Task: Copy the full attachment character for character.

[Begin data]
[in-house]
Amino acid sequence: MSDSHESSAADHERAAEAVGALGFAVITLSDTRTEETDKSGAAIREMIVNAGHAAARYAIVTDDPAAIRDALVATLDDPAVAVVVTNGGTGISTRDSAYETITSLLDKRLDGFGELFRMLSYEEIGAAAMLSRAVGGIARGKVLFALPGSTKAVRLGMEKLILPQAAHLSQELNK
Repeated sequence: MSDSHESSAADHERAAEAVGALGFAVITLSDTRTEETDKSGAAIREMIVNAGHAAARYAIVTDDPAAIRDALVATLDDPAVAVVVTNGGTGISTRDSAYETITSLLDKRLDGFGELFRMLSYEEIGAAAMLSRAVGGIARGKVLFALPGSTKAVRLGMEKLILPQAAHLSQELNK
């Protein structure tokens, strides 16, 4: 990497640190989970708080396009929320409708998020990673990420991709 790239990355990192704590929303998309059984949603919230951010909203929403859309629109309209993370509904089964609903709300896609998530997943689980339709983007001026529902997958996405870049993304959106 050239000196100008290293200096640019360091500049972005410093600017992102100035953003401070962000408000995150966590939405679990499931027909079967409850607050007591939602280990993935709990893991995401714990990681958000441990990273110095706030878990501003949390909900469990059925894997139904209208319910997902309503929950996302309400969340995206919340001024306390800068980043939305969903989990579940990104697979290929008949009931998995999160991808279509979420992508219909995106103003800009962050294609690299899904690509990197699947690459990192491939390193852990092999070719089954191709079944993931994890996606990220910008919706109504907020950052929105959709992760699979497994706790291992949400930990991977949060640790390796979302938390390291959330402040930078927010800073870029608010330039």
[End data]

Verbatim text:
[in-house]
Amino acid sequence: MSDSHESSAADHERAAEAVGALGFAVITLSDTRTEETDKSGAAIREMIVNAGHAAARYAIVTDDPAAIRDALVATLDDPAVAVVVTNGGTGISTRDSAYETITSLLDKRLDGFGELFRMLSYEEIGAAAMLSRAVGGIARGKVLFALPGSTKAVRLGMEKLILPQAAHLSQELNK
Repeated sequence: MSDSHESSAADHERAAEAVGALGFAVITLSDTRTEETDKSGAAIREMIVNAGHAAARYAIVTDDPAAIRDALVATLDDPAVAVVVTNGGTGISTRDSAYETITSLLDKRLDGFGELFRMLSYEEIGAAAMLSRAVGGIARGKVLFALPGSTKAVRLGMEKLILPQAAHLSQELNK
């Protein structure tokens, strides 16, 4: 990497640190989970708080396009929320409708998020990673990420991709 790239990355990192704590929303998309059984949603919230951010909203929403859309629109309209993370509904089964609903709300896609998530997943689980339709983007001026529902997958996405870049993304959106 050239000196100008290293200096640019360091500049972005410093600017992102100035953003401070962000408000995150966590939405679990499931027909079967409850607050007591939602280990993935709990893991995401714990990681958000441990990273110095706030878990501003949390909900469990059925894997139904209208319910997902309503929950996302309400969340995206919340001024306390800068980043939305969903989990579940990104697979290929008949009931998995999160991808279509979420992508219909995106103003800009962050294609690299899904690509990197699947690459990192491939390193852990092999070719089954191709079944993931994890996606990220910008919706109504907020950052929105959709992760699979497994706790291992949400930990991977949060640790390796979302938390390291959330402040930078927010800073870029608010330039």